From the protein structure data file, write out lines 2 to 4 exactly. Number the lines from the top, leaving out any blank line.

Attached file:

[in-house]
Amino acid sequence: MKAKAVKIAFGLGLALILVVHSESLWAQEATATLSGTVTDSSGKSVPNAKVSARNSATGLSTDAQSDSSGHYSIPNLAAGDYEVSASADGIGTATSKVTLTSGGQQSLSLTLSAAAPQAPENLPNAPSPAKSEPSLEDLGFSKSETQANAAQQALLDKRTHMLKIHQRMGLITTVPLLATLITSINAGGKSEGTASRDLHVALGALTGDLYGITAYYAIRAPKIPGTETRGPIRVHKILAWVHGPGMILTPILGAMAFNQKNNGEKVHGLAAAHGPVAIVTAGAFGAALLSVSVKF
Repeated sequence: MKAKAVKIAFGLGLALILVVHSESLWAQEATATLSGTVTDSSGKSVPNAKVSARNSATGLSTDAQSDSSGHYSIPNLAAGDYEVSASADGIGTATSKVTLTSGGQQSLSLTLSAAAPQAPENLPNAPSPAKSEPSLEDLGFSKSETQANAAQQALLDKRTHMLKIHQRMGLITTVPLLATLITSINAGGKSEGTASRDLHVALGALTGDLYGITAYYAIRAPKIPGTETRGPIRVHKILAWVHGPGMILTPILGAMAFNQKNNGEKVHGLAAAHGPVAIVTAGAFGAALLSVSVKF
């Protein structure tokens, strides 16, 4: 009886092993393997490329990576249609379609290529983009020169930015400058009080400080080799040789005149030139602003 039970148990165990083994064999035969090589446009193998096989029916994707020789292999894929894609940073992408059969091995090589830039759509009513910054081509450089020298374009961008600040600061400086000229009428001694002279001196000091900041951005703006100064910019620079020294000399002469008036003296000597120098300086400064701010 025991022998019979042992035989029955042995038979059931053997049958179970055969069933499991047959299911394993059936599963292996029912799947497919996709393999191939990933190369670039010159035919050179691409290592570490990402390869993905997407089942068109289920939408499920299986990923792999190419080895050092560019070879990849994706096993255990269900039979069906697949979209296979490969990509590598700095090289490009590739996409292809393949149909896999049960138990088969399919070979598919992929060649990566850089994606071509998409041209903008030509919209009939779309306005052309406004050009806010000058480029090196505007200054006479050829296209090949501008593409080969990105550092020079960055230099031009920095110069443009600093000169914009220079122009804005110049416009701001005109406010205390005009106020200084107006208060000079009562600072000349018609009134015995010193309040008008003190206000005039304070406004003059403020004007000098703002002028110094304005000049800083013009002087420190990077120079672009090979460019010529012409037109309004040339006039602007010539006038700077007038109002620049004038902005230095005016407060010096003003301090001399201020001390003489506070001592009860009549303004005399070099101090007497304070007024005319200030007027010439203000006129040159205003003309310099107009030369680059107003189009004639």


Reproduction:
Amino acid sequence: MKAKAVKIAFGLGLALILVVHSESLWAQEATATLSGTVTDSSGKSVPNAKVSARNSATGLSTDAQSDSSGHYSIPNLAAGDYEVSASADGIGTATSKVTLTSGGQQSLSLTLSAAAPQAPENLPNAPSPAKSEPSLEDLGFSKSETQANAAQQALLDKRTHMLKIHQRMGLITTVPLLATLITSINAGGKSEGTASRDLHVALGALTGDLYGITAYYAIRAPKIPGTETRGPIRVHKILAWVHGPGMILTPILGAMAFNQKNNGEKVHGLAAAHGPVAIVTAGAFGAALLSVSVKF
Repeated sequence: MKAKAVKIAFGLGLALILVVHSESLWAQEATATLSGTVTDSSGKSVPNAKVSARNSATGLSTDAQSDSSGHYSIPNLAAGDYEVSASADGIGTATSKVTLTSGGQQSLSLTLSAAAPQAPENLPNAPSPAKSEPSLEDLGFSKSETQANAAQQALLDKRTHMLKIHQRMGLITTVPLLATLITSINAGGKSEGTASRDLHVALGALTGDLYGITAYYAIRAPKIPGTETRGPIRVHKILAWVHGPGMILTPILGAMAFNQKNNGEKVHGLAAAHGPVAIVTAGAFGAALLSVSVKF
């Protein structure tokens, strides 16, 4: 009886092993393997490329990576249609379609290529983009020169930015400058009080400080080799040789005149030139602003 039970148990165990083994064999035969090589446009193998096989029916994707020789292999894929894609940073992408059969091995090589830039759509009513910054081509450089020298374009961008600040600061400086000229009428001694002279001196000091900041951005703006100064910019620079020294000399002469008036003296000597120098300086400064701010 025991022998019979042992035989029955042995038979059931053997049958179970055969069933499991047959299911394993059936599963292996029912799947497919996709393999191939990933190369670039010159035919050179691409290592570490990402390869993905997407089942068109289920939408499920299986990923792999190419080895050092560019070879990849994706096993255990269900039979069906697949979209296979490969990509590598700095090289490009590739996409292809393949149909896999049960138990088969399919070979598919992929060649990566850089994606071509998409041209903008030509919209009939779309306005052309406004050009806010000058480029090196505007200054006479050829296209090949501008593409080969990105550092020079960055230099031009920095110069443009600093000169914009220079122009804005110049416009701001005109406010205390005009106020200084107006208060000079009562600072000349018609009134015995010193309040008008003190206000005039304070406004003059403020004007000098703002002028110094304005000049800083013009002087420190990077120079672009090979460019010529012409037109309004040339006039602007010539006038700077007038109002620049004038902005230095005016407060010096003003301090001399201020001390003489506070001592009860009549303004005399070099101090007497304070007024005319200030007027010439203000006129040159205003003309310099107009030369680059107003189009004639």